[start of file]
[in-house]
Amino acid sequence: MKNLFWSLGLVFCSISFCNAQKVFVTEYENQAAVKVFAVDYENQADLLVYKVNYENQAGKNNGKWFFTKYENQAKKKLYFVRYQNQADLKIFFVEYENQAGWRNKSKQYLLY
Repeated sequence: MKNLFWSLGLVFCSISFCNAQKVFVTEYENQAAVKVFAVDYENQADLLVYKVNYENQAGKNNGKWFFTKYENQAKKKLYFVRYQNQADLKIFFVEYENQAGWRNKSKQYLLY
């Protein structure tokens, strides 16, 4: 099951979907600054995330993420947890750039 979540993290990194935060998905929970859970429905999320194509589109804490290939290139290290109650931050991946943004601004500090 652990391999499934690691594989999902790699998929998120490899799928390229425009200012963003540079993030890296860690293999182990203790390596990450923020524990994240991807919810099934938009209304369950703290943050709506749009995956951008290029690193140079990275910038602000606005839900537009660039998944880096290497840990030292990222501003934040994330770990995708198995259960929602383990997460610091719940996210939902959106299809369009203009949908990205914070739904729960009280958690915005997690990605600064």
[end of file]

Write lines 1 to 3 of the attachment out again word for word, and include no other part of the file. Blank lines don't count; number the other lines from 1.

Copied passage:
[in-house]
Amino acid sequence: MKNLFWSLGLVFCSISFCNAQKVFVTEYENQAAVKVFAVDYENQADLLVYKVNYENQAGKNNGKWFFTKYENQAKKKLYFVRYQNQADLKIFFVEYENQAGWRNKSKQYLLY
Repeated sequence: MKNLFWSLGLVFCSISFCNAQKVFVTEYENQAAVKVFAVDYENQADLLVYKVNYENQAGKNNGKWFFTKYENQAKKKLYFVRYQNQADLKIFFVEYENQAGWRNKSKQYLLY